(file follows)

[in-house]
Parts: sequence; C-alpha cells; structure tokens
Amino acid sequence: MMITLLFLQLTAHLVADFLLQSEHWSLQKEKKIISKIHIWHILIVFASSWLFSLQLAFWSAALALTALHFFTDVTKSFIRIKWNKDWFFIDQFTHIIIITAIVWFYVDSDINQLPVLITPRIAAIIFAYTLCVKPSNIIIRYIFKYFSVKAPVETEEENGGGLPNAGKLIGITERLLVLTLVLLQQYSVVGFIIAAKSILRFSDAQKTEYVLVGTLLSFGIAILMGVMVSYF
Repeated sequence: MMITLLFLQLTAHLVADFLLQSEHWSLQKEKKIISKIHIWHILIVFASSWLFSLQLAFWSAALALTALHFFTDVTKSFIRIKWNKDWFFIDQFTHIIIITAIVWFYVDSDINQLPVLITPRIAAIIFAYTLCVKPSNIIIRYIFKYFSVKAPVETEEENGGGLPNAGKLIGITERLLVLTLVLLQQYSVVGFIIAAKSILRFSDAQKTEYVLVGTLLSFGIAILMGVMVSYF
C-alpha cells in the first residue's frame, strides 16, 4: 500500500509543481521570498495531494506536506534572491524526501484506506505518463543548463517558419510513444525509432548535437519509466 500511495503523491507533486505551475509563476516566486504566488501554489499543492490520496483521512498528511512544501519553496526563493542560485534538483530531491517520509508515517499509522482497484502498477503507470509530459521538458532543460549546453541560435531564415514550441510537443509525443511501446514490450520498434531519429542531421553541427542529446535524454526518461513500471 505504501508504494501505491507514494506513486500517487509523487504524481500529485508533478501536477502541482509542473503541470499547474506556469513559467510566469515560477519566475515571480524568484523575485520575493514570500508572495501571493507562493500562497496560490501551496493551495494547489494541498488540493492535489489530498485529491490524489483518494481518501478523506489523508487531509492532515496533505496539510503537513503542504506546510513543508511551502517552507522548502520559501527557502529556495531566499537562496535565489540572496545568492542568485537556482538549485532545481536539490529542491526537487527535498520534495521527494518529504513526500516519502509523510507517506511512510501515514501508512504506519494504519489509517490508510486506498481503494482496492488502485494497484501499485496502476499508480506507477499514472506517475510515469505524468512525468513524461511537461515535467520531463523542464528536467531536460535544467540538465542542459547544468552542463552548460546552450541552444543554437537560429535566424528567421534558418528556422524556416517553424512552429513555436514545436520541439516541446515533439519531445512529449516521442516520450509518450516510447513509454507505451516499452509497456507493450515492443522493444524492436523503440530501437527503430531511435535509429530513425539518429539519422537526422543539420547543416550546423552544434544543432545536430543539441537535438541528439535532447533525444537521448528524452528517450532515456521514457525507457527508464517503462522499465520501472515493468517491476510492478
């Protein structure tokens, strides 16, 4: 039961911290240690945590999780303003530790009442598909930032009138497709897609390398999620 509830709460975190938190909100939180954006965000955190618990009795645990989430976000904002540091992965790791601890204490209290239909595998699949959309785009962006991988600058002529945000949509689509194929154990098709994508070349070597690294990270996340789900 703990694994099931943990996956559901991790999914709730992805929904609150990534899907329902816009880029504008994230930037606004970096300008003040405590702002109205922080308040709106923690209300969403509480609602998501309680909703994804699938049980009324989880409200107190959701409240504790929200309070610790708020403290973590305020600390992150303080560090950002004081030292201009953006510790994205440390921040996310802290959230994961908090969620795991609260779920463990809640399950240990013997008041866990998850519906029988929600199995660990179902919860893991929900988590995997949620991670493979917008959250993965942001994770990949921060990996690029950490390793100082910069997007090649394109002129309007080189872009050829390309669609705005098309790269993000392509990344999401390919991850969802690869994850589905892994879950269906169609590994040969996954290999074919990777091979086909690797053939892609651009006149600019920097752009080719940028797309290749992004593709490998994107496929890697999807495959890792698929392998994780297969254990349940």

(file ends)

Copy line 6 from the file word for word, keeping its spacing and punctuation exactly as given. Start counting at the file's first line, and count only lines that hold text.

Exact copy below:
């Protein structure tokens, strides 16, 4: 039961911290240690945590999780303003530790009442598909930032009138497709897609390398999620 509830709460975190938190909100939180954006965000955190618990009795645990989430976000904002540091992965790791601890204490209290239909595998699949959309785009962006991988600058002529945000949509689509194929154990098709994508070349070597690294990270996340789900 703990694994099931943990996956559901991790999914709730992805929904609150990534899907329902816009880029504008994230930037606004970096300008003040405590702002109205922080308040709106923690209300969403509480609602998501309680909703994804699938049980009324989880409200107190959701409240504790929200309070610790708020403290973590305020600390992150303080560090950002004081030292201009953006510790994205440390921040996310802290959230994961908090969620795991609260779920463990809640399950240990013997008041866990998850519906029988929600199995660990179902919860893991929900988590995997949620991670493979917008959250993965942001994770990949921060990996690029950490390793100082910069997007090649394109002129309007080189872009050829390309669609705005098309790269993000392509990344999401390919991850969802690869994850589905892994879950269906169609590994040969996954290999074919990777091979086909690797053939892609651009006149600019920097752009080719940028797309290749992004593709490998994107496929890697999807495959890792698929392998994780297969254990349940």